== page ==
Season 4, like the previous ones, still has a lot of very strong special episodes. We think of the episode of the plane, the episode of the hostage taking, or even the one during which a documentary team follows Balthazar inside the IML. Is the spirit of the series also that of revisiting genres or imposed figures of police or medical fiction, and twisting them with Balthazar sauce?
The spirit of the series is to really have fun writing. We are five or six writers, we work in groups, we write the episodes together. And we always start by saying “Are we excited about this idea?”. And the excitement, in fact, often comes from very strong things, strong concepts, strong devices. And, of course, many times these concepts have already been discussed, because there are so many series, so many stories that have been told.
But what we enjoy is putting our characters in very strong situations and seeing what happens. And that gives us frames that are sometimes scripting challenges, like the episode that takes place almost entirely on a plane. The taking of hostages was also and above all the desire to see Balthazar as a teacher. But he had to be integrated into the story, so something strong enough had to happen in this college setting for the viewer to want to follow the entire episode.
But yes, we want to play with genres, with codes. For a screenwriter, it’s an amazing playground. Especially since Balthazar is an off-road character that allows us to take him anywhere. We couldn’t do the airplane episode with any character from the series. But sometimes he has that almost superheroic side. We had a lot of fun with him.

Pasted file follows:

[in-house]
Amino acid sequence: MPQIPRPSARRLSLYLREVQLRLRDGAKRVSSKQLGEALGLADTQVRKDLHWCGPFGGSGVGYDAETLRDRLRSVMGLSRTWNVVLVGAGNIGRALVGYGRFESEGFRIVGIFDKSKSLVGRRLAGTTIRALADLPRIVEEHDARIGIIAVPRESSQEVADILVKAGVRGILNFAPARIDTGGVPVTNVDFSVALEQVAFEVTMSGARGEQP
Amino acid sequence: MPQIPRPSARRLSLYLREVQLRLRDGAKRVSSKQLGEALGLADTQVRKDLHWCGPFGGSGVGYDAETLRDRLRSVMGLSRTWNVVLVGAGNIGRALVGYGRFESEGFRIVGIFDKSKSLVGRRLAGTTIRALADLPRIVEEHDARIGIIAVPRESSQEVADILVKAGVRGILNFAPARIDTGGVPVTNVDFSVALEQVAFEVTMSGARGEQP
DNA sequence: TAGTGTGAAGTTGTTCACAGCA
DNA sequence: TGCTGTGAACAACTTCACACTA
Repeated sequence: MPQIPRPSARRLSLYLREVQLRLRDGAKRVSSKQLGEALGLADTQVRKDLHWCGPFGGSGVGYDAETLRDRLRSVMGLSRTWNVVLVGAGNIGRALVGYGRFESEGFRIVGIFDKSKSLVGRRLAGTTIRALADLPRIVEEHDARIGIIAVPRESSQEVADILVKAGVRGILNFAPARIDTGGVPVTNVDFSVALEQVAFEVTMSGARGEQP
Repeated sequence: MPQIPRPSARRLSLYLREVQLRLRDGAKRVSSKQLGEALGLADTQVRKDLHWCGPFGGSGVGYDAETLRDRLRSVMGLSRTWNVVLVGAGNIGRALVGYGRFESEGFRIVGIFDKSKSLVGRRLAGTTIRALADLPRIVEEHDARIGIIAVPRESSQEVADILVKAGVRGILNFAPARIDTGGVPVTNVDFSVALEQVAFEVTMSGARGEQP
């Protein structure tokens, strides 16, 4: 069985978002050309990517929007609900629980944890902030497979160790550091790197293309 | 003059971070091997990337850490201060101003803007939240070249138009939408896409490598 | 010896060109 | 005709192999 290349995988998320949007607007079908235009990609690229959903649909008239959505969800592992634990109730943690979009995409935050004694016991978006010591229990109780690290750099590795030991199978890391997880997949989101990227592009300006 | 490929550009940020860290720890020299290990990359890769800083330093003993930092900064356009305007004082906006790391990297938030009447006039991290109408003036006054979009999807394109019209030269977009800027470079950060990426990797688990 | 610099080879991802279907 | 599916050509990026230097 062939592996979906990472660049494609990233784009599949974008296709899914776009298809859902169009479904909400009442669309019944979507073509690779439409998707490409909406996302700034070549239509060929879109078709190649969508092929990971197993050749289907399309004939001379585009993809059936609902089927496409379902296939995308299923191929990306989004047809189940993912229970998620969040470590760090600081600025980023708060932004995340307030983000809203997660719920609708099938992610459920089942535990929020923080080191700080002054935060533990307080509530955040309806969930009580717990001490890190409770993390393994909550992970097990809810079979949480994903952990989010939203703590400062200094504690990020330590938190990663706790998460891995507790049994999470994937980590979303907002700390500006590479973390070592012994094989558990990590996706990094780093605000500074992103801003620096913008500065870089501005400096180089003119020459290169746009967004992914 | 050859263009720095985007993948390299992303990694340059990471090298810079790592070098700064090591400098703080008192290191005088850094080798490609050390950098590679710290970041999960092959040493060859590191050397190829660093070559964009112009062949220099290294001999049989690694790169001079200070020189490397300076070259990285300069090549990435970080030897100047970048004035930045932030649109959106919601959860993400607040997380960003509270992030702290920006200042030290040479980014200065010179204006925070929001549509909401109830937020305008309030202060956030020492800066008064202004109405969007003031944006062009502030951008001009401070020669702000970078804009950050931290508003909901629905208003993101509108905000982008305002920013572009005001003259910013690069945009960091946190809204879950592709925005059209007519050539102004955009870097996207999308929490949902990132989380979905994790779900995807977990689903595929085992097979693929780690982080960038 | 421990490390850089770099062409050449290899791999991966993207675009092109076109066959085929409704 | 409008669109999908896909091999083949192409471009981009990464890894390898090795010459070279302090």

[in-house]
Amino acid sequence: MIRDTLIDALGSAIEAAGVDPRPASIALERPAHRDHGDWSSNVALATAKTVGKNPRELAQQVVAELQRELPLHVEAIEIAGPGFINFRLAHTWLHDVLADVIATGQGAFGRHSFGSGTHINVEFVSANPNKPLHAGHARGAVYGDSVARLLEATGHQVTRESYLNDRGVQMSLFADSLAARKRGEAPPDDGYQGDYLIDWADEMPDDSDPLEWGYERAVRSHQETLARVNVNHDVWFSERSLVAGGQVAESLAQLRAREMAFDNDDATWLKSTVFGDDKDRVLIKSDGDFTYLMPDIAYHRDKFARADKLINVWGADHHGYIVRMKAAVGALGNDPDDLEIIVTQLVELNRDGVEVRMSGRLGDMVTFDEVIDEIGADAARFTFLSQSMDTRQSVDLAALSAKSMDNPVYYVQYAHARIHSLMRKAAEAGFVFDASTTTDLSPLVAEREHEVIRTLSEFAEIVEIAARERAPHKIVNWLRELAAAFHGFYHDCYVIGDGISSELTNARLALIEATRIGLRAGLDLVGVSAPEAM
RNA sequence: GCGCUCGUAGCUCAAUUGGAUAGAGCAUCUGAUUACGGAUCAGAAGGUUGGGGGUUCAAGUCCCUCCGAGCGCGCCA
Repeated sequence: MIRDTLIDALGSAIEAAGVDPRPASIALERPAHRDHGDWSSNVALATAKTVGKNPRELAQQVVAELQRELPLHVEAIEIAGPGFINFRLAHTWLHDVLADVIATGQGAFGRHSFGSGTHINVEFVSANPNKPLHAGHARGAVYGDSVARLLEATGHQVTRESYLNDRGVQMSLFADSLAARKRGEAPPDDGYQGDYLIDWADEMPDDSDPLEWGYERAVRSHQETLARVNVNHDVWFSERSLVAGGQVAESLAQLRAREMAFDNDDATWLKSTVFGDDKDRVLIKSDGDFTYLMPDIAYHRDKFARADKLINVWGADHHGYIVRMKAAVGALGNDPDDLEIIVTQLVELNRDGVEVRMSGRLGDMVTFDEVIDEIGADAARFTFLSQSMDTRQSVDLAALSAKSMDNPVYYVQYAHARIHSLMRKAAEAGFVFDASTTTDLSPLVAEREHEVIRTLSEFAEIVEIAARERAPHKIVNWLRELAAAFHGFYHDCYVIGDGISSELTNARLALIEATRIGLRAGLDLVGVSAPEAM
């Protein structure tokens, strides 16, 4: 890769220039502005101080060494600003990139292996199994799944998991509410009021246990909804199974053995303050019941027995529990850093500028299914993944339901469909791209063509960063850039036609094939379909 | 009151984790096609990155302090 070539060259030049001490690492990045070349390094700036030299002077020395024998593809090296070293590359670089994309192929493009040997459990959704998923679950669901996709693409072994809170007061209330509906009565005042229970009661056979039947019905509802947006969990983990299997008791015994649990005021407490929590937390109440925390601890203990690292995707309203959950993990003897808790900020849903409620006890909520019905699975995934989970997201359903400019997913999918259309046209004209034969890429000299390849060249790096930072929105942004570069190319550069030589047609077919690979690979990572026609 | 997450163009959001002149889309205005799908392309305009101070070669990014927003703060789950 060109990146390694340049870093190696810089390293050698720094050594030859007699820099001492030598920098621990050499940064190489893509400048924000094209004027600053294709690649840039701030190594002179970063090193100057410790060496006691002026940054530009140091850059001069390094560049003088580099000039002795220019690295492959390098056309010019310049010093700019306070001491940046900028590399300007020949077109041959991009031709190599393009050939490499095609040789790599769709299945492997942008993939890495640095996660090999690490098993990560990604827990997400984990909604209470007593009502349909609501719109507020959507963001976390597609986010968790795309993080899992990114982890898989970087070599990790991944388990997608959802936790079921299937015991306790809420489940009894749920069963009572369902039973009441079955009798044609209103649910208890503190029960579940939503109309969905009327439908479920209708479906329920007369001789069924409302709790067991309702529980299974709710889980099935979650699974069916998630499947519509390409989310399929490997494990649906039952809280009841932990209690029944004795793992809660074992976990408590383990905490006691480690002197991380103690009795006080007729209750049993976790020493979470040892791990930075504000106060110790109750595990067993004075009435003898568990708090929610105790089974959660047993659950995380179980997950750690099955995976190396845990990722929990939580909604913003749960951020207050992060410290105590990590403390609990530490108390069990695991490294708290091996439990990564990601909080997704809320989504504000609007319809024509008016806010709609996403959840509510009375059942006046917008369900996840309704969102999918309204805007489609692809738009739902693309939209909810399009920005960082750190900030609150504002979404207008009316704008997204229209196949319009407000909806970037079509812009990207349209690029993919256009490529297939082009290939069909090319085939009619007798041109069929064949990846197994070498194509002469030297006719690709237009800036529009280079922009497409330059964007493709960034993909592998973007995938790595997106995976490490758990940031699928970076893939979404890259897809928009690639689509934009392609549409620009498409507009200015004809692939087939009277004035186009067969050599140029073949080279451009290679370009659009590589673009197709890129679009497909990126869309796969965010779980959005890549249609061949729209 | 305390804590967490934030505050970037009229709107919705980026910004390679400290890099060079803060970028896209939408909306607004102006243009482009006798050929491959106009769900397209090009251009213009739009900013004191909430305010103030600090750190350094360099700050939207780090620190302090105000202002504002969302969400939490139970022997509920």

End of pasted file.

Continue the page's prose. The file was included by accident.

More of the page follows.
The final double episode takes us to the town where Balthazar grew up, we finally meet his parents. Is it something you’ve wanted to explore for a long time?
It’s mostly something Tomer told us about. Of course, we wanted to get into the thriller at the end of the season and explore the psychology of the character. And Tomer told us “But deep down, we don’t know where he came from. Couldn’t we explore Balthazar’s past?”
And so the idea of this town arose, and this return to the town, which allowed us to get to know the character in depth. He is very much in the present, in the image he projects, and we found it interesting to explain why that is so. I really like this ending, because it really is the culmination of the season in every sense of the word.
Without saying much, the last episodes also question more than ever the mental health of Balthazar, who suffered several blackouts during the season. Basically, isn’t that what the series has been telling us all along: that Balthazar is on the edge and madness awaits him?
Does the standard exist? That is also the question we ask ourselves with this character and with the series. Everyone can change one day. And indeed, Balthazar will change.